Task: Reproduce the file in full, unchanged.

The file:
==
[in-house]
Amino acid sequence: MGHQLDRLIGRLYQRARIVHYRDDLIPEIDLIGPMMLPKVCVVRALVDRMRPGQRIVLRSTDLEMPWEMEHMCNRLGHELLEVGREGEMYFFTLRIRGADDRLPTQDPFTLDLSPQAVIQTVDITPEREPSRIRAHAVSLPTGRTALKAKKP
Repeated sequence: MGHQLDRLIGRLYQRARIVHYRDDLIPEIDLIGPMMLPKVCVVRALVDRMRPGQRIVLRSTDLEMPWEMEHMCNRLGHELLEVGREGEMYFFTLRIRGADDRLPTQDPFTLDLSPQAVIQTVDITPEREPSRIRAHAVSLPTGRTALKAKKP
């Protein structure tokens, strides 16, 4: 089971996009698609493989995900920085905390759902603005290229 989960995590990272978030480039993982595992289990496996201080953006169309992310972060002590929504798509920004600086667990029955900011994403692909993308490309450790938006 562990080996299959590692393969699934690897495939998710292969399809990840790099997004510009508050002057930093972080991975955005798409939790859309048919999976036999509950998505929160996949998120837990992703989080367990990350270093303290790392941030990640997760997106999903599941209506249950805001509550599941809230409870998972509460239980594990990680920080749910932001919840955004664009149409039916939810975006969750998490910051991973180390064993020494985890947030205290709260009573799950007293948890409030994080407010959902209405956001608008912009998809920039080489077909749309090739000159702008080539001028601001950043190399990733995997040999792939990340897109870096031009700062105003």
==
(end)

[in-house]
Amino acid sequence: MGHQLDRLIGRLYQRARIVHYRDDLIPEIDLIGPMMLPKVCVVRALVDRMRPGQRIVLRSTDLEMPWEMEHMCNRLGHELLEVGREGEMYFFTLRIRGADDRLPTQDPFTLDLSPQAVIQTVDITPEREPSRIRAHAVSLPTGRTALKAKKP
Repeated sequence: MGHQLDRLIGRLYQRARIVHYRDDLIPEIDLIGPMMLPKVCVVRALVDRMRPGQRIVLRSTDLEMPWEMEHMCNRLGHELLEVGREGEMYFFTLRIRGADDRLPTQDPFTLDLSPQAVIQTVDITPEREPSRIRAHAVSLPTGRTALKAKKP
């Protein structure tokens, strides 16, 4: 089971996009698609493989995900920085905390759902603005290229 989960995590990272978030480039993982595992289990496996201080953006169309992310972060002590929504798509920004600086667990029955900011994403692909993308490309450790938006 562990080996299959590692393969699934690897495939998710292969399809990840790099997004510009508050002057930093972080991975955005798409939790859309048919999976036999509950998505929160996949998120837990992703989080367990990350270093303290790392941030990640997760997106999903599941209506249950805001509550599941809230409870998972509460239980594990990680920080749910932001919840955004664009149409039916939810975006969750998490910051991973180390064993020494985890947030205290709260009573799950007293948890409030994080407010959902209405956001608008912009998809920039080489077909749309090739000159702008080539001028601001950043190399990733995997040999792939990340897109870096031009700062105003």